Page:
Drill team training: Ripple lines (not dominoes, they fall once and that’s it) can be fun and exciting during a drill team’s routine. However…
Please use imagination during the design process! Here are some tips for a ripple line, armed or unarmed.
What is a ripple?
For military drill purposes, it is an action that begins at one point and is then repeated along a line of Drillers to another point or points.
The direction of the ripple can go left-to-right and then back. That gets really monotonous after several passes.
- Center-to-end, both directions at the same time
- One and and the center to the other end starting at the same time
- Both ends to the center
Just because it worked well at the beginning of the routine, doesn’t mean you should do it again. Don’t repeat, show more of a vocabulary in the rest of your routine.
You could use the ripple line to take up a huge chunk of your time, but only if you want your audience to start looking at their email on their phone. Keep it brief and interesting.
Variation is the key here.
- Increasing tempo
- Decreasing tempo
- Slow (can be less effective)
How to vary tempo:
- Slower: Execute your movement when the Driller next to you finishes their movement
- Faster: Execute your movement when the Driller next to you begins their movement
- Even faster: Execute your movement when the Driller one or two away from you begins/finishes
Again, variation is the key!
- Manual of arms (keep in mind that everyone and their dog has done this)
- Integrate body and equipment movement
- Use clothing (headgear, glove removal, etc.)
- Simple and very fast or difficult and big (with body) can create great “wow!” effects.
A straight line is great, but you can probably think of many more formations for which a ripple line would look great- so do it!
How does one go about teaching a team to perform a ripple?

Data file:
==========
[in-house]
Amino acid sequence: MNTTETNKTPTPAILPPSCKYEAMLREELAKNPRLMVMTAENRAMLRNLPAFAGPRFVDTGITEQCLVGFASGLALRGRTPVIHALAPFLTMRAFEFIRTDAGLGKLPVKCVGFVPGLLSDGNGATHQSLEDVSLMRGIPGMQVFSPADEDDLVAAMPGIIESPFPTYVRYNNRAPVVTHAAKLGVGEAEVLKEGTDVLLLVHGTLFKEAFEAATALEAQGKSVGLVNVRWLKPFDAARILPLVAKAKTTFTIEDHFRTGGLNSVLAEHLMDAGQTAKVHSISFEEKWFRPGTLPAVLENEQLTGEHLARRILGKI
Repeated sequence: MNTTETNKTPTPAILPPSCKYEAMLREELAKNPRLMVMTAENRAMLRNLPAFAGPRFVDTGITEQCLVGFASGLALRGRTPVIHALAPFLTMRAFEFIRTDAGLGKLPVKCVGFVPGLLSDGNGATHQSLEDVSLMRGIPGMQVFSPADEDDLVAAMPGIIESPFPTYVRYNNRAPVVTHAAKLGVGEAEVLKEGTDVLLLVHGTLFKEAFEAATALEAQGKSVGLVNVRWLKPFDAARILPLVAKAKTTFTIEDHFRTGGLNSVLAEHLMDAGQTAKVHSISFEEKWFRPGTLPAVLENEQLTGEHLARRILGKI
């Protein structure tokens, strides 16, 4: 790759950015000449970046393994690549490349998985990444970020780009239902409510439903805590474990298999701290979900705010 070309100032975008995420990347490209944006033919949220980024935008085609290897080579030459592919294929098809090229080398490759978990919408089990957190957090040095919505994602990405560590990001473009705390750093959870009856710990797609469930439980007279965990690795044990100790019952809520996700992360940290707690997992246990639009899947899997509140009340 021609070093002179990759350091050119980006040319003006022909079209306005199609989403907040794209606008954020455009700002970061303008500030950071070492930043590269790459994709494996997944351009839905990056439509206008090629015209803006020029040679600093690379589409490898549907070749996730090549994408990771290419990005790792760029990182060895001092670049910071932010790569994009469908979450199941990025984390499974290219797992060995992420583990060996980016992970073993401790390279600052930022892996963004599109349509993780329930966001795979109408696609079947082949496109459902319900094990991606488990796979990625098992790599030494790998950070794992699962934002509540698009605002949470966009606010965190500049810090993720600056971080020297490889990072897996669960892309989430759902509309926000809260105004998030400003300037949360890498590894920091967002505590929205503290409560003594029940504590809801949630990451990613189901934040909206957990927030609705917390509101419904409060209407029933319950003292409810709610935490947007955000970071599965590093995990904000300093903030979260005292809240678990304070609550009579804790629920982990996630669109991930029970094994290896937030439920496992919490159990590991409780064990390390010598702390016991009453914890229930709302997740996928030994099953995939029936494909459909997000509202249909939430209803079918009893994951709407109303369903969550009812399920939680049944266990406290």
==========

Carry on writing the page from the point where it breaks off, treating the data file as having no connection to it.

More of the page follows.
To begin, use a metronome and go slowly. Use a metronome application on your phone, set it to 2/4 (for a tick-tock, high-low, type of beat) and set a slow tempo around 90 BPM (beats per minute). If you need to set it slower, that is not a problem; make sure that everyone is comfortable with the speed, you can always increase it as everyone improves.
The slower tempo allows everyone to begin on a tick or a tock and ensures a solid timing framework from which you can then increase the tempo. Using the metronome is only for creating timing. It is almost impossible to get the metronome going fast and have everyone follow it. Once the team can build speed into the ripple, leave out the metronome and visually get your cue on when to move.
Once the team can build speed into the ripple, leave out the metronome and visually get your cue on when to move. Here is an example: the person to my right (A) is going to go to Right Shoulder and I (B) am going to repeat it and then the person to my left (C) will do the same in a ripple. When A goes to Port, that is my cue to do the same which is C’s cue to move. We all then finish executing Right Shoulder as slowly or as quickly as needed.
When you want a very fast tempo in your ripple, using the analogy above of executing Right Shoulder, instead of waiting for the person to execute Port, my cue will be A’s initial movement of the rifle.